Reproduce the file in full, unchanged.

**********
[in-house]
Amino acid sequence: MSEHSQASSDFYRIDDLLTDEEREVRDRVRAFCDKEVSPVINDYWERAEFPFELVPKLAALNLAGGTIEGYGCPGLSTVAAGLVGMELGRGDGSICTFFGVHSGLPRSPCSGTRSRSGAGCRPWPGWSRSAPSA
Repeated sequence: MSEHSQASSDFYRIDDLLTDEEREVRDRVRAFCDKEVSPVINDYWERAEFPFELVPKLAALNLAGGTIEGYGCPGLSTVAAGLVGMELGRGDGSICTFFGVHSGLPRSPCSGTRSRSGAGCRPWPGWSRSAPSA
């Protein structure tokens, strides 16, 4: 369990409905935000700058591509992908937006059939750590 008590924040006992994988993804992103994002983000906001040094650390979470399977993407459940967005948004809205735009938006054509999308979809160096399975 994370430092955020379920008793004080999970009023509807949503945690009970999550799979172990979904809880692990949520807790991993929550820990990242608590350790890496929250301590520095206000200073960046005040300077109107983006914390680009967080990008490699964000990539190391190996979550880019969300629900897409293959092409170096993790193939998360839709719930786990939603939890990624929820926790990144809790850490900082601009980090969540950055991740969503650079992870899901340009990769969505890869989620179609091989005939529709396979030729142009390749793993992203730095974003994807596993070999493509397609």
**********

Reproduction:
[in-house]
Amino acid sequence: MSEHSQASSDFYRIDDLLTDEEREVRDRVRAFCDKEVSPVINDYWERAEFPFELVPKLAALNLAGGTIEGYGCPGLSTVAAGLVGMELGRGDGSICTFFGVHSGLPRSPCSGTRSRSGAGCRPWPGWSRSAPSA
Repeated sequence: MSEHSQASSDFYRIDDLLTDEEREVRDRVRAFCDKEVSPVINDYWERAEFPFELVPKLAALNLAGGTIEGYGCPGLSTVAAGLVGMELGRGDGSICTFFGVHSGLPRSPCSGTRSRSGAGCRPWPGWSRSAPSA
């Protein structure tokens, strides 16, 4: 369990409905935000700058591509992908937006059939750590 008590924040006992994988993804992103994002983000906001040094650390979470399977993407459940967005948004809205735009938006054509999308979809160096399975 994370430092955020379920008793004080999970009023509807949503945690009970999550799979172990979904809880692990949520807790991993929550820990990242608590350790890496929250301590520095206000200073960046005040300077109107983006914390680009967080990008490699964000990539190391190996979550880019969300629900897409293959092409170096993790193939998360839709719930786990939603939890990624929820926790990144809790850490900082601009980090969540950055991740969503650079992870899901340009990769969505890869989620179609091989005939529709396979030729142009390749793993992203730095974003994807596993070999493509397609």